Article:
Using Purple Hearts to Pick Up Chicks??

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Using Purple Hearts to Pick Up Chicks??

Postby Andrew Evans » Tue Jul 26, 2005 1:52 pm

"Fake Purple Heart off 'Crashers' site"

See whole story at ... index.html (excepts below)

Rep. John Salazar (D) warned, "If any movie-goers take the advice of the 'Wedding Crashers' and try to use fake Purple Hearts to get girls, they may wind up picking up an FBI agent instead."

"Our veterans and FBI agents are working hard to make sure that we honor our true heroes. No one should undermine their efforts."

The website of the Wedding Crashers' said, "To get one of these babies, some dudes have to prove their physical, mental and spiritual strength with great feats of bravery on the battlefield. All you need to do is press the button below."

First of all, wearing a fake medal is despicable!!

However, I'm curious if wearing a purple heart really impresses women??

Senator Kerry's three purple hearts didn't seem to do much with the women voters...
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first of all

Postby Griffin » Tue Jul 26, 2005 3:07 pm

No Veteran would wear their medals out in that fashion. So, any woman who fell for an idiotic ploy like that would fall for the standard pick-up lines anyways.

Second, if a Veteran actually did wear his medals out in that fashion, he would quickly be called to task by his fellow veterans. Its dispicable and cheap. And lessons the value we Veterans place on our service and the medals we earned. Not to mention the fact that ALL medals should be worn, or U wear none at all. If he has a Purple Heart, where are the service medals? What conflict was it awarded in? Vietnam, Just (')Cause, Desert Storm, Iraqi Freedom?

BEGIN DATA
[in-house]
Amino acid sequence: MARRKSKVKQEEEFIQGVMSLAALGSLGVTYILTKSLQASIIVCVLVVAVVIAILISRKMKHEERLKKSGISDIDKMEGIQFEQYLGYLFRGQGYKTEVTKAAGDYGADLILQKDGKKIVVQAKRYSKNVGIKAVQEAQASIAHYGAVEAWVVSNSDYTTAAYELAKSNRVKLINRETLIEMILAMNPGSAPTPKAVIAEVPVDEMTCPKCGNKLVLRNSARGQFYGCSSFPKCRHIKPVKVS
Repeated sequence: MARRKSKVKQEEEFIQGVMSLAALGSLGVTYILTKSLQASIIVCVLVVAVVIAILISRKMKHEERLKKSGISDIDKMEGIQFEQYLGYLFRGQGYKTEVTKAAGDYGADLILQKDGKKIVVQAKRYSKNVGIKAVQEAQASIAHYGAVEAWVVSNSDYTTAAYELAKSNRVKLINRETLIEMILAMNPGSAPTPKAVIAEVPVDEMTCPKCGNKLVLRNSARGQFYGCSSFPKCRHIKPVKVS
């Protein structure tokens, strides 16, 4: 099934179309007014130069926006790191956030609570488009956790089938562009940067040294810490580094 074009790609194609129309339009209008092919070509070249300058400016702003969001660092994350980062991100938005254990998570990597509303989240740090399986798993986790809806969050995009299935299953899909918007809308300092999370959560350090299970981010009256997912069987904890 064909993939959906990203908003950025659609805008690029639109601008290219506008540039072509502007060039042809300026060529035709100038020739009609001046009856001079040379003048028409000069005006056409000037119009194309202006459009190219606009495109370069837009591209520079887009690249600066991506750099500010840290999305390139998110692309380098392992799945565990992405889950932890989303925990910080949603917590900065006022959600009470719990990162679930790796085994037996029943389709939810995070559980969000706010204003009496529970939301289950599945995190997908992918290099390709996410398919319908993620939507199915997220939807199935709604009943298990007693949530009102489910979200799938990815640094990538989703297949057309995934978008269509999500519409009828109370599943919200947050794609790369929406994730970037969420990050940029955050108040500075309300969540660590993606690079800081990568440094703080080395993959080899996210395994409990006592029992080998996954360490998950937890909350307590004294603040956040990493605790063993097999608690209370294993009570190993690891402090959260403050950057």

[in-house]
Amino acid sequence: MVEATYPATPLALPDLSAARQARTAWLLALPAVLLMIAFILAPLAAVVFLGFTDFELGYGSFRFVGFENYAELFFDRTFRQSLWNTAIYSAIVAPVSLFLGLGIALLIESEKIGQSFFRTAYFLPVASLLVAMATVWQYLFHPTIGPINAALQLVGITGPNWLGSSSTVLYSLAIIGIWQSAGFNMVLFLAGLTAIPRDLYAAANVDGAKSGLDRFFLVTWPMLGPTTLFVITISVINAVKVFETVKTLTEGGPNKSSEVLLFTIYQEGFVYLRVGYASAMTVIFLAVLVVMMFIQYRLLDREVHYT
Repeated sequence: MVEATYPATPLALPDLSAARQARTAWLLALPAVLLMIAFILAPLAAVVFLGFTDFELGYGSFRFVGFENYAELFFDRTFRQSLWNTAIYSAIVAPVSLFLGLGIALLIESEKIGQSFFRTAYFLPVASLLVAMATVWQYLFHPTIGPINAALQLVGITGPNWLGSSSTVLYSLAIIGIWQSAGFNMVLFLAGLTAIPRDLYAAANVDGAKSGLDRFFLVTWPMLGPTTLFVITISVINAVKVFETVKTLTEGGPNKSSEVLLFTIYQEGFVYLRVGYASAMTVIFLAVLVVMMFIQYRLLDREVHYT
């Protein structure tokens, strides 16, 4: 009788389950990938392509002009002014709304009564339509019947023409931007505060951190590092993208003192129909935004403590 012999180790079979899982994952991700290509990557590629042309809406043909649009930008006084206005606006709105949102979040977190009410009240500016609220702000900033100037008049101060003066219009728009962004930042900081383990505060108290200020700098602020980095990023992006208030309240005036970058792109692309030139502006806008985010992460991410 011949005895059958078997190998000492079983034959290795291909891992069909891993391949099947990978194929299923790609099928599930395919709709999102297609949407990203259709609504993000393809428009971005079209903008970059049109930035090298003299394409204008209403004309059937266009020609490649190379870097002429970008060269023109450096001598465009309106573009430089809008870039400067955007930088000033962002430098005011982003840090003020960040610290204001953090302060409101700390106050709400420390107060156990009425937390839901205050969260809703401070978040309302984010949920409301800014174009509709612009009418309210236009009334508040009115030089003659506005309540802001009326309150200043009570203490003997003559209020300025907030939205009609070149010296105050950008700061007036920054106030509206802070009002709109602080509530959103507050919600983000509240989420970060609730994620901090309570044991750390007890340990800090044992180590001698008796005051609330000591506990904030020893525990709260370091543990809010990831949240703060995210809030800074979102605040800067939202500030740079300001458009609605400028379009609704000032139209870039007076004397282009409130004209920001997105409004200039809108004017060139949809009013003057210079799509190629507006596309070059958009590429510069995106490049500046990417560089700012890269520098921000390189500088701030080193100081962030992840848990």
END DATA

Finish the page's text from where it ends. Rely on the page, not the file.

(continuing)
Frauds can be spotted a mile away. Just look close enough.
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Postby Panther » Tue Jul 26, 2005 10:26 pm

Andrew, you are right on the mark with your comments.

I saw my Uncles' medals ONCE (the first time I saw my Daddy's medals). It happened after much annoyance from me as a young teenager who "really wanted to know about war... honest." They decided when they were going to have the talk with me and it was a whole weekend. I heard about this friend and that friend that didn't make it back. I heard about wounds that weren't reported because that would have meant being away from the guys and everyone counted on everyone. I saw medals from service medals to medals for excellence to purple hearts... and heard the stories that went with each one. I learned that grown men can ball their eyes out and that very few in hollywood and the media understand what it's all about. A long time was spent on what it WAS/IS all about. I heard about WWII, which two uncles were in... Korea, which my Daddy and one uncle were in... and 'Nam which one uncle was in... At one point I realized that they hadn't even really compared notes between themselves before, because they started comparing notes on how things were done differently from WWII to Korea to 'Nam.